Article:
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Constructing a Custom Home and Shopping for a Builder?

You’re inching closer from the dream to the reality of building a custom home. You have purchased the lot and you’ve narrowed down your budget. The next hurdle, to find the right builder. This person must be someone you trust, like and is competent. Beyond that, they must also have a contract that you are willing to work with.

There are two contracts that we will focus on; fixed-priced and cost-plus agreements. Each contract can be used successfully when building a custom home and the builder’s costs will be the same regardless. However, there are different risks associated with each contract, which could affect the price you pay.

Fixed-Price Contract

With a fixed-price contract, the price you pay for your home is predetermined (fixed). It is not subjected to any adjustments unless certain provisions have been included within the agreement (i.e. change orders due to additions by the homeowner, above and beyond what was included in the original contract).

For the owner, the bonus of a fixed-price contract is that the price is known upfront. The builder will need to come up with a budget that will include the scope of work to be completed, along with all labor and materials needed for the home. This provides a homeowner with the security of the exact cost of their build.

Now, this does come at a price. There is a premium for locking in the total cost of the contract. The builder is taking on the risk of building at a set price. For example, with market fluctuations, the builder may expect to pay a certain amount for lumber at the start of the project. However, the lumber costs may rise as construction is about to break ground, in that case, the builder will need to absorb those extra costs. The opposite is true as well, the market may trend downward creating a saturated market of lumber. In this case the builder benefits.

Homeowners who choose fixed-price contracts are not comfortable risking price fluctuations. They are more confident knowing the exact cost of the build and are willing to pay a small premium to the builder for this comfort.

Cost-Plus Contract

A cost-plus contract takes the actual price to build the home and adds a fee for the builder’s overhead and management. This can be either a lump sum or a percentage of the total cost. The true amount of the project will not be known until the final accounting is complete after the home has been built.

Obtaining an estimate upfront is key. Not only does this help you formulate your budget but it allows you to understand the costs associated with building your home. But be aware, this is only an estimate, the total costs will not be tallied until the build is complete.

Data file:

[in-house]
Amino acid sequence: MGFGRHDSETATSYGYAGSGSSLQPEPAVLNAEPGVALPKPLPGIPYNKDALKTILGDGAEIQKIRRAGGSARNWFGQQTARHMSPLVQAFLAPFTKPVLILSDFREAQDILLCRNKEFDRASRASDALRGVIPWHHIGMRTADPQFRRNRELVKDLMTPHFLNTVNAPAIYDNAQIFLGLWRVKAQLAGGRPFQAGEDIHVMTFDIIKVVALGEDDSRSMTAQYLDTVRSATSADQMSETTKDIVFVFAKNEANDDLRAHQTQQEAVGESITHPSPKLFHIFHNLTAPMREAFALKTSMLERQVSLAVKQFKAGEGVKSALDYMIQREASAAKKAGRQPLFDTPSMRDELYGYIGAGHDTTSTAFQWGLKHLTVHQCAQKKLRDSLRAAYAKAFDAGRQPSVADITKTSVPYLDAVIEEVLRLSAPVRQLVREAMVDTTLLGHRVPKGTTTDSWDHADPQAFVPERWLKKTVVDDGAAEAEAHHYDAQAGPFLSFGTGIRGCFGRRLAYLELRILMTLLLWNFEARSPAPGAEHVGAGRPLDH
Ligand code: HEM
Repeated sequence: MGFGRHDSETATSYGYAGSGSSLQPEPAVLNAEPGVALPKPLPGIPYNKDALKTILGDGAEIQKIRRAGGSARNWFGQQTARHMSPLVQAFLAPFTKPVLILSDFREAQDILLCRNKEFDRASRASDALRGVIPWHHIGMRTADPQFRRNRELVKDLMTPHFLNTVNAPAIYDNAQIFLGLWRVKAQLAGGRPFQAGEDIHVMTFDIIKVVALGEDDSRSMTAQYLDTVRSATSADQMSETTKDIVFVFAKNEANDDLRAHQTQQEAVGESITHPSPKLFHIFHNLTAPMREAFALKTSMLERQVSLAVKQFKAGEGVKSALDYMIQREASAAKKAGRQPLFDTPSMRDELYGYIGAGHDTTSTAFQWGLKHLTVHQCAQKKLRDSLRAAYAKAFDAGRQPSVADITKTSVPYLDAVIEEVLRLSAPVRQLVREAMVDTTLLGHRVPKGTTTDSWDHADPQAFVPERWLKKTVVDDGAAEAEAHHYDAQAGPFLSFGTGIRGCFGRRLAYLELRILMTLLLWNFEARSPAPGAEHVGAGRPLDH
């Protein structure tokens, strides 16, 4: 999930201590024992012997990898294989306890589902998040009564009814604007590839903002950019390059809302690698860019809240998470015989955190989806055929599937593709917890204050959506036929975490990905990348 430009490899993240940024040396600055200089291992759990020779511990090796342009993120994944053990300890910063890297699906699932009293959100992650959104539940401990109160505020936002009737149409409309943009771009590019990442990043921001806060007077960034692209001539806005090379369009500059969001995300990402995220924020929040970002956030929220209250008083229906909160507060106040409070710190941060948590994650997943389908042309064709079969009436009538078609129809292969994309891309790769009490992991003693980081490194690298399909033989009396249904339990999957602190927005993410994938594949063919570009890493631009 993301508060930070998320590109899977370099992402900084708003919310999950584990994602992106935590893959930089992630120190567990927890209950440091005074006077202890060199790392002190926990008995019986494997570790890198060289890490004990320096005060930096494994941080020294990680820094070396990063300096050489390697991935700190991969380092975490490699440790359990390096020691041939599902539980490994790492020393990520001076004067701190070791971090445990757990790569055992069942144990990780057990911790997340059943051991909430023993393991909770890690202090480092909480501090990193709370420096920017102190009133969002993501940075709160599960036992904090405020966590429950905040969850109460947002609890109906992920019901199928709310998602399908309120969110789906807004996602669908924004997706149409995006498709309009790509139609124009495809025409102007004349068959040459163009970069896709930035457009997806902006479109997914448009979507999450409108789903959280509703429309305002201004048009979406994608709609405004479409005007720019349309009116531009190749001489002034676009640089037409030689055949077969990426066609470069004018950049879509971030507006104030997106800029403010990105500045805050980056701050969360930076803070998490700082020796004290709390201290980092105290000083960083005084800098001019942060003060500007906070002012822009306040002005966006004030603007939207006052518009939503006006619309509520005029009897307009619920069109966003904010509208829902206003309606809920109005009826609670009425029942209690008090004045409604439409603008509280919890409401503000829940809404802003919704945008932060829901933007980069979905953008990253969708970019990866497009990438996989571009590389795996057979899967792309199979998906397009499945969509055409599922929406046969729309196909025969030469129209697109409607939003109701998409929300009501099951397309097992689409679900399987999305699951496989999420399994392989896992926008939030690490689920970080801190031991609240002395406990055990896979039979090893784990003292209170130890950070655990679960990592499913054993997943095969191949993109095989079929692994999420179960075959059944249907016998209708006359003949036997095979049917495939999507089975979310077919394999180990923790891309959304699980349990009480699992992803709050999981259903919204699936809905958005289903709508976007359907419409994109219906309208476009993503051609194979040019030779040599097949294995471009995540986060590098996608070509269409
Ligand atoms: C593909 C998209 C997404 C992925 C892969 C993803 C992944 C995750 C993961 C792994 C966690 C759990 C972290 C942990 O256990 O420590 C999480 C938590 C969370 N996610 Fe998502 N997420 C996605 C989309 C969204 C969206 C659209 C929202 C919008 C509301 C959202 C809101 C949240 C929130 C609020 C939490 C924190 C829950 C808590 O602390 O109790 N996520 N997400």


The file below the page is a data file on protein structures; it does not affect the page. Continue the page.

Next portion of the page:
However, if you are using a qualified and trustworthy builder, they will provide you with an accounting along the way. This would include proof of expenses, detailing the direct and indirect expenditures. This levels the playing field, allowing you and the builder to be on the same team.

When you work as a team, it provides a synergy of identifying problems and determining a solution that is best for everyone. For example, the flooring that you picked out months ago is ready to be ordered but is now discontinued. As soon as this predicament presents itself, your builder should reach out to you with options. Choices should be provided to you, similar to what you initially picked out and close to your budget. Working together, you can find a solution that fits your style, while still staying within the parameters of your original pricing.

The final cost of your build when using a cost-plus contract is dependent on the choices that are made throughout the build. Included in this cost is the management fee the builder charges after the home is completed. This fee is lower than a fixed-price contract, as the home builder is assuming less risk.

Regardless of the contract that you choose, the key to ensuring there are no major roadblocks, disagreements and stress is communication! Make sure you have done your due diligence on the builder first and foremost. Conduct interviews with multiple companies, review their references and the previous homes they have built.

Additionally, make sure you have gone over the scope of work to be completed. Are the details of the build clear to you? Are you comfortable with the choices you’ve made? More importantly, do you understand the costs associated with building your custom home?

Finally, make sure it is in writing! Review and approve the budget prior to permitting. Do not make assumptions, even on items that seem small. If it has not been detailed or in writing, costs can skyrocket, with you left holding the bag.

Although a custom home build is a stressful time for new homeowners, it can be lessened by being prepared. Ensure that you have a solid contract, open lines of communication and a clear understanding of the scope of work. Working with your builder, your new home will be a success because of the collaborative effort from start to finish.


Oregon country wine home

Custom Oregon country wine home

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